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American Journal of Industrial Medicine. Vol. 59, Iss. 1, January 2016

A study update of mortality in workers at a phosphate fertilizer production facility


Objective To evaluate the mortality experience among 3,199 workers employed 1951–1976 at a phosphate fertilizer production plant in central Florida with follow-up through 2011.

Methods Cause-specific standardized mortality ratios (SMRs) for the full cohort were calculated with the U.S. population as referent. Lung cancer and leukemia risks were further analyzed using conditional logistic regression.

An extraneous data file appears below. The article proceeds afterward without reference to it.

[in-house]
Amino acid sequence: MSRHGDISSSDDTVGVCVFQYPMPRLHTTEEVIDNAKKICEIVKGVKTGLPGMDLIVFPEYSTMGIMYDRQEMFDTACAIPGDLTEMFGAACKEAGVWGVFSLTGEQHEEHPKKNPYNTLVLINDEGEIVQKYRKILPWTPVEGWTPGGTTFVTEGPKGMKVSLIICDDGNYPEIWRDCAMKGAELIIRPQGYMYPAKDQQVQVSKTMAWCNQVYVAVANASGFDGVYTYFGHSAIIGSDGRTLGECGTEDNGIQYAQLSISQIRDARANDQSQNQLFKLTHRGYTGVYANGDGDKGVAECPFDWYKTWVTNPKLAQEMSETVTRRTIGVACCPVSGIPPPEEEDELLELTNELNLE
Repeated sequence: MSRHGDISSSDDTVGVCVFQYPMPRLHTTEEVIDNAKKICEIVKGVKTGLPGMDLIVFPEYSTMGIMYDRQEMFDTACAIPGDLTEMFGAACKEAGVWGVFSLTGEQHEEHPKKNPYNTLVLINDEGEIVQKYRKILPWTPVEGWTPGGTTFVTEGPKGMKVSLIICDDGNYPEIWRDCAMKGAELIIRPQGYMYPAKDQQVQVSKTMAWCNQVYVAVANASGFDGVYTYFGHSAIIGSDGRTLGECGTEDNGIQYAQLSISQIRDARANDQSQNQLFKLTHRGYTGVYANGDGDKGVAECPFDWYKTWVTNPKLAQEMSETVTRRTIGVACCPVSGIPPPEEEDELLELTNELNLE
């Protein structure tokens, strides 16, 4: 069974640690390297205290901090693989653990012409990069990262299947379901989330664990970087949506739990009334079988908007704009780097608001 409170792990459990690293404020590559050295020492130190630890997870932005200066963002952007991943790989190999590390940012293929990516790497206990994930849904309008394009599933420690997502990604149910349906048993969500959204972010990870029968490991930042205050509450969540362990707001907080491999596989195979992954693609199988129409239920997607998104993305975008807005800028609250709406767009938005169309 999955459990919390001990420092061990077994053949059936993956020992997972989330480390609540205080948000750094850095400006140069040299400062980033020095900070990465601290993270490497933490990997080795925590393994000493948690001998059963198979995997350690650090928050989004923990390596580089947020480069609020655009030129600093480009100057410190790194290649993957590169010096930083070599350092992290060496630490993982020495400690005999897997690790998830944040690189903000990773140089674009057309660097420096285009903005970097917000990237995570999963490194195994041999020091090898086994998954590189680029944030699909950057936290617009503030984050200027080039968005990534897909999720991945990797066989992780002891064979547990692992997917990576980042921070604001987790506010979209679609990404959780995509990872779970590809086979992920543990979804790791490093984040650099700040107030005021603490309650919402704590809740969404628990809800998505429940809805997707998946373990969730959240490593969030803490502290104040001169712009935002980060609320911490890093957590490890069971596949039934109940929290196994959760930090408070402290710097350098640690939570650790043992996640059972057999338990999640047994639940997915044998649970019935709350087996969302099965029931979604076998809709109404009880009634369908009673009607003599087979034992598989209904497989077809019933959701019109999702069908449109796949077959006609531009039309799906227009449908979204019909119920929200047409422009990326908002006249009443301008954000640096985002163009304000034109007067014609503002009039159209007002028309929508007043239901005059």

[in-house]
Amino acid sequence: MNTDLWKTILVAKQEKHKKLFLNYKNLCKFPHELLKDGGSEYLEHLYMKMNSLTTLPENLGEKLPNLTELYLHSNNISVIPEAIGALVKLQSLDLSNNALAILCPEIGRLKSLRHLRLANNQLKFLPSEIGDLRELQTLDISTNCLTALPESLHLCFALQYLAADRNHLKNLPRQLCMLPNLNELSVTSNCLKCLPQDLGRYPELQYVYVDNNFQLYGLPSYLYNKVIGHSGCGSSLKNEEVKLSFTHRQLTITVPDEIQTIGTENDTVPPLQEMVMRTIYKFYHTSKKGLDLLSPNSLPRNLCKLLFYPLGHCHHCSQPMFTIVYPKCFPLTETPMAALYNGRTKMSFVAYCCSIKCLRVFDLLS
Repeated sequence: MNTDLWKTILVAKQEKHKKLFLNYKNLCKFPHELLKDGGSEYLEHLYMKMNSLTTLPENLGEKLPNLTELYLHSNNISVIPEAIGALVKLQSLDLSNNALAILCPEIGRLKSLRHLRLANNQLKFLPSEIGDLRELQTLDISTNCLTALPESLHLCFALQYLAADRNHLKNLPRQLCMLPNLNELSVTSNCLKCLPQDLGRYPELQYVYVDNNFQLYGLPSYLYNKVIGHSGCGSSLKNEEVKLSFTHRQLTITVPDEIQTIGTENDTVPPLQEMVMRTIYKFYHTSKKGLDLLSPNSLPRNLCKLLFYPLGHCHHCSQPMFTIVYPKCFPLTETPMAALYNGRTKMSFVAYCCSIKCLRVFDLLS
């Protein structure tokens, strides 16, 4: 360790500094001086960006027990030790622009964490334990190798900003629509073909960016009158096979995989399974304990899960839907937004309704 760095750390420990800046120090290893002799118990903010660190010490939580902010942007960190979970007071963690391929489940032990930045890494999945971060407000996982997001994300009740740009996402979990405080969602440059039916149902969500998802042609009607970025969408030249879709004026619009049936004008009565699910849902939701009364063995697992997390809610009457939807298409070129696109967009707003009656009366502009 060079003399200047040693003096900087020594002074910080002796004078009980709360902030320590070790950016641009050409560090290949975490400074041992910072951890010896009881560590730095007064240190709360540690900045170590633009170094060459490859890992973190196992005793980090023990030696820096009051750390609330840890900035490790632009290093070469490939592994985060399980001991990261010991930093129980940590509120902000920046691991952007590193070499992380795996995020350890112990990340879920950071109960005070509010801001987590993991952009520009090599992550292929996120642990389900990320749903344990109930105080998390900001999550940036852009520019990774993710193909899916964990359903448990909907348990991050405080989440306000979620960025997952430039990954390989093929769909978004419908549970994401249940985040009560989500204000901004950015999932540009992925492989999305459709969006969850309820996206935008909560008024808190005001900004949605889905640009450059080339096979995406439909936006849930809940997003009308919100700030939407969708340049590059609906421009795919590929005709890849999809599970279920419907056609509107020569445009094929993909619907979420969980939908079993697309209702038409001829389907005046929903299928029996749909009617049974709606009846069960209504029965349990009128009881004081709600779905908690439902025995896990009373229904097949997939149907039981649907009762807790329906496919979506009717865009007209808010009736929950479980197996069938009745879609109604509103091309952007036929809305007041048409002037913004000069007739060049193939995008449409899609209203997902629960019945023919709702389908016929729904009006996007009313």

Results The mortality due to all-causes (SMR = 1.07, 95% confidence interval [CI] 1.02–1.13, observed deaths [n] = 1,473), all-cancers (SMR = 1.16, 95%CI 1.06–1.28, n = 431), and a priori outcomes of interests including lung cancer (SMR = 1.32, 95%CI = 1.13–1.53, n = 168) and leukemia (SMR = 1.74, 95%CI = 1.11–2.62, n = 23) were statistically significantly elevated. Regression modeling on employment duration or estimated radiation scores did not show exposure–response relation with lung cancer or leukemia mortality.

Conclusion SMR results showed increased lung cancer and leukemia mortality in a full cohort of the phosphate fertilizer production facility. There was, however, no exposure–response relation observed among cases and matched controls. 


phosphate fertilizer production;lung cancer;leukemia;standardized mortality ratios;exposure–response;occupational epidemiology